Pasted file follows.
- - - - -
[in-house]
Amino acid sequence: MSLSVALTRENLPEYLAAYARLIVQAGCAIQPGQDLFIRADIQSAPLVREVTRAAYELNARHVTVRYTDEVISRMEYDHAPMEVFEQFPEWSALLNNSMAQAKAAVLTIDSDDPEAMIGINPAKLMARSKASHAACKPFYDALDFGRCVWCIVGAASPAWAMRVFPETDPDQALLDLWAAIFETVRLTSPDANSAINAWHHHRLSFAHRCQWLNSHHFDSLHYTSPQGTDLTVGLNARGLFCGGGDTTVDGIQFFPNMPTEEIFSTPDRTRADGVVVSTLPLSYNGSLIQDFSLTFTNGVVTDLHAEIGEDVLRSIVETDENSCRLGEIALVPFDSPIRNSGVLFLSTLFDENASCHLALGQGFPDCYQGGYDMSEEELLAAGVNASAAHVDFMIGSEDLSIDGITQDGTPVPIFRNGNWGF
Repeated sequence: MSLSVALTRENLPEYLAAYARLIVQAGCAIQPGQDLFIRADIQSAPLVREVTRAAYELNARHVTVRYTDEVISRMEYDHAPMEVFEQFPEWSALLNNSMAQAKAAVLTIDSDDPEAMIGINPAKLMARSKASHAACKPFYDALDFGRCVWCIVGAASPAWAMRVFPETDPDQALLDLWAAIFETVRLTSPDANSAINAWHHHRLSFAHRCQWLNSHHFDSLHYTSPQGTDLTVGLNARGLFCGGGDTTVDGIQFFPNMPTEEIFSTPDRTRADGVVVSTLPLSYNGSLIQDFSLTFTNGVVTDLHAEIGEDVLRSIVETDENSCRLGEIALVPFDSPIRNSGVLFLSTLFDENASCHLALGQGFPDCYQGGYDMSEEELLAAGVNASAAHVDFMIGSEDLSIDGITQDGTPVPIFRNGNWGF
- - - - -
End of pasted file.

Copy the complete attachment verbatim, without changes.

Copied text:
[in-house]
Amino acid sequence: MSLSVALTRENLPEYLAAYARLIVQAGCAIQPGQDLFIRADIQSAPLVREVTRAAYELNARHVTVRYTDEVISRMEYDHAPMEVFEQFPEWSALLNNSMAQAKAAVLTIDSDDPEAMIGINPAKLMARSKASHAACKPFYDALDFGRCVWCIVGAASPAWAMRVFPETDPDQALLDLWAAIFETVRLTSPDANSAINAWHHHRLSFAHRCQWLNSHHFDSLHYTSPQGTDLTVGLNARGLFCGGGDTTVDGIQFFPNMPTEEIFSTPDRTRADGVVVSTLPLSYNGSLIQDFSLTFTNGVVTDLHAEIGEDVLRSIVETDENSCRLGEIALVPFDSPIRNSGVLFLSTLFDENASCHLALGQGFPDCYQGGYDMSEEELLAAGVNASAAHVDFMIGSEDLSIDGITQDGTPVPIFRNGNWGF
Repeated sequence: MSLSVALTRENLPEYLAAYARLIVQAGCAIQPGQDLFIRADIQSAPLVREVTRAAYELNARHVTVRYTDEVISRMEYDHAPMEVFEQFPEWSALLNNSMAQAKAAVLTIDSDDPEAMIGINPAKLMARSKASHAACKPFYDALDFGRCVWCIVGAASPAWAMRVFPETDPDQALLDLWAAIFETVRLTSPDANSAINAWHHHRLSFAHRCQWLNSHHFDSLHYTSPQGTDLTVGLNARGLFCGGGDTTVDGIQFFPNMPTEEIFSTPDRTRADGVVVSTLPLSYNGSLIQDFSLTFTNGVVTDLHAEIGEDVLRSIVETDENSCRLGEIALVPFDSPIRNSGVLFLSTLFDENASCHLALGQGFPDCYQGGYDMSEEELLAAGVNASAAHVDFMIGSEDLSIDGITQDGTPVPIFRNGNWGF